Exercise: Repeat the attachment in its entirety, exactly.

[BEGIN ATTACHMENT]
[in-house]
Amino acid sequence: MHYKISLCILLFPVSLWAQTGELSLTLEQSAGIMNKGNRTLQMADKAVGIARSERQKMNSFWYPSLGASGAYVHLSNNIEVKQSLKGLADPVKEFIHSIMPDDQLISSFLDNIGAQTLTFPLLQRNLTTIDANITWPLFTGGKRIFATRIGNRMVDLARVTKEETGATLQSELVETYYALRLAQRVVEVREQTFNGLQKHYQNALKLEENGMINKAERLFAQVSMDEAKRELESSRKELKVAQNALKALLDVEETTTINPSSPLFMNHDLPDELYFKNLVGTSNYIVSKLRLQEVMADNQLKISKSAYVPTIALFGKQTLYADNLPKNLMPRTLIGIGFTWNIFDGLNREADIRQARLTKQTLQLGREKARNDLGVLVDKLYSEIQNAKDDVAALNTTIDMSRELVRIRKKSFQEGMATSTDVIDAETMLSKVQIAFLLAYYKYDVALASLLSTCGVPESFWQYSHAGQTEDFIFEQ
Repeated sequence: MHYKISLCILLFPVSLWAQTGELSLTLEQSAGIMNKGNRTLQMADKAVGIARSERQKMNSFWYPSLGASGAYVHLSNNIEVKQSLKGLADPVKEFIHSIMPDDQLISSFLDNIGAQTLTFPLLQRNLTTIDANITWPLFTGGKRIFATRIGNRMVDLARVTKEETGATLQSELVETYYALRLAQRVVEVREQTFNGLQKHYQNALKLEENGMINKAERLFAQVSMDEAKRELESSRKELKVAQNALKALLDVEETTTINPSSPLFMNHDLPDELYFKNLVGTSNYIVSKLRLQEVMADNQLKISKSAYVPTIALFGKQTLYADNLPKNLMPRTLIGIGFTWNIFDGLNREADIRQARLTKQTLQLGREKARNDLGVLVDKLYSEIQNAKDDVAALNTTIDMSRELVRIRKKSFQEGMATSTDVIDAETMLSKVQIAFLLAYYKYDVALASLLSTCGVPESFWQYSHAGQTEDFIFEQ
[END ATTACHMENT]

[in-house]
Amino acid sequence: MHYKISLCILLFPVSLWAQTGELSLTLEQSAGIMNKGNRTLQMADKAVGIARSERQKMNSFWYPSLGASGAYVHLSNNIEVKQSLKGLADPVKEFIHSIMPDDQLISSFLDNIGAQTLTFPLLQRNLTTIDANITWPLFTGGKRIFATRIGNRMVDLARVTKEETGATLQSELVETYYALRLAQRVVEVREQTFNGLQKHYQNALKLEENGMINKAERLFAQVSMDEAKRELESSRKELKVAQNALKALLDVEETTTINPSSPLFMNHDLPDELYFKNLVGTSNYIVSKLRLQEVMADNQLKISKSAYVPTIALFGKQTLYADNLPKNLMPRTLIGIGFTWNIFDGLNREADIRQARLTKQTLQLGREKARNDLGVLVDKLYSEIQNAKDDVAALNTTIDMSRELVRIRKKSFQEGMATSTDVIDAETMLSKVQIAFLLAYYKYDVALASLLSTCGVPESFWQYSHAGQTEDFIFEQ
Repeated sequence: MHYKISLCILLFPVSLWAQTGELSLTLEQSAGIMNKGNRTLQMADKAVGIARSERQKMNSFWYPSLGASGAYVHLSNNIEVKQSLKGLADPVKEFIHSIMPDDQLISSFLDNIGAQTLTFPLLQRNLTTIDANITWPLFTGGKRIFATRIGNRMVDLARVTKEETGATLQSELVETYYALRLAQRVVEVREQTFNGLQKHYQNALKLEENGMINKAERLFAQVSMDEAKRELESSRKELKVAQNALKALLDVEETTTINPSSPLFMNHDLPDELYFKNLVGTSNYIVSKLRLQEVMADNQLKISKSAYVPTIALFGKQTLYADNLPKNLMPRTLIGIGFTWNIFDGLNREADIRQARLTKQTLQLGREKARNDLGVLVDKLYSEIQNAKDDVAALNTTIDMSRELVRIRKKSFQEGMATSTDVIDAETMLSKVQIAFLLAYYKYDVALASLLSTCGVPESFWQYSHAGQTEDFIFEQ